Independence of Internal Auditors- An Oxymoron

The corporate laws and guidelines of various countries and the Institute of Internal Auditors mandate independence of internal auditors. I wonder is this something really feasible when the Internal Audit Department and Chief Audit Executive (CAE) are part of the organization. The questions which come up are:

  1. Do we really expect the board and C-suite executives to give a pat on the back of internal auditors for a job well done? Is the expectation from CXO’s to judge fairly and impartially correct,  when reports are submitted with strong criticism on the business operations and ethics. In such a scenario do we envisage the internal auditor  losing his/her job or getting promotions and increments ?
  2. Do we assume that all organization cultures are constructive and there will be no retaliation against the internal audit staff for finding critical gaps in which the operation teams face flak and  political wars ensue because of it, and some may end up losing their jobs? On issuing strong reports, the political survival of the internal audit teams could be in jeopardy if the organization has a destructive organization culture.  Hence, the probability is high, that the internal audit teams are only going to issue comfortable reports to safeguard their positions.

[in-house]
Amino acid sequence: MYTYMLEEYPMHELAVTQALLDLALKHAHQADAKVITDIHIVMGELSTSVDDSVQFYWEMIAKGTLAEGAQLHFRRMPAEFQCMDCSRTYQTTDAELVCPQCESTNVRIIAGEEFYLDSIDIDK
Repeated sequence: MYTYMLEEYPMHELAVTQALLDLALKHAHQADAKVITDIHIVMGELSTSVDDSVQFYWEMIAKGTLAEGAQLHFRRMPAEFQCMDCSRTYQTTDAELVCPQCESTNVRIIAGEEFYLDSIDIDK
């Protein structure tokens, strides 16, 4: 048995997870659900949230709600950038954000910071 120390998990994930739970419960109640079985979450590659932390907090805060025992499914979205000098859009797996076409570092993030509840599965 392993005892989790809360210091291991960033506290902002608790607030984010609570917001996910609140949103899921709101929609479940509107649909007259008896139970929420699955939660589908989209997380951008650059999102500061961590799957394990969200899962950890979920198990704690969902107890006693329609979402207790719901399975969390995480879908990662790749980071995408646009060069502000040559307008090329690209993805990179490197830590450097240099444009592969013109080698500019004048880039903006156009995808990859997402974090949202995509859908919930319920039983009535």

3. In a few companies the Head of Internal Audit reports to the Chief Financial Officer. Here, how can we expect the internal audit team to report financial frauds in which the Chief Financial Officer maybe an accomplice?
  4. The relationships between the Audit Committee and CAE are not strong enough in most cases. In few situations the Audit Committee does not have political power to protect the CAE if he/she upsets the board by issuing candid reports. The percentage of CAEs who were terminated after issuing a critical report is significant. The informal feedback organizations provide regarding the terminated CAE is that “these guys are trouble makers, don’t play ball”. Hence the CAE’s  have a tough time getting another job.

The 2010 KPMG report on “Highlights of the 6th Annual Audit Committee Issues Conference”  shows two points of interest:

  1. 27% of the boards encourage contrarian views and discourage group think. 64% do it somewhat, and 9%  do not do it at all. That is, 73% of the time the Chief Audit Executive maybe at risk for holding a contrary view to the board.
  2. 48% reported that the biggest hindrance to improving governance was the ability/ willingness to challenge management .

 In the report of Crowe Horwath November 2009 – Avoiding the Black Swan: Barriers to Improving Risk Management – 36% of the CFO’s reported that the barrier to risk management is perception of risk management as an unnecessary interference with business activities and 24% stated organizational resistance. However, only 5% stated lack of independence as a barrier. Are we ignoring the relationship between perception and resistance to risk management with the independence issue?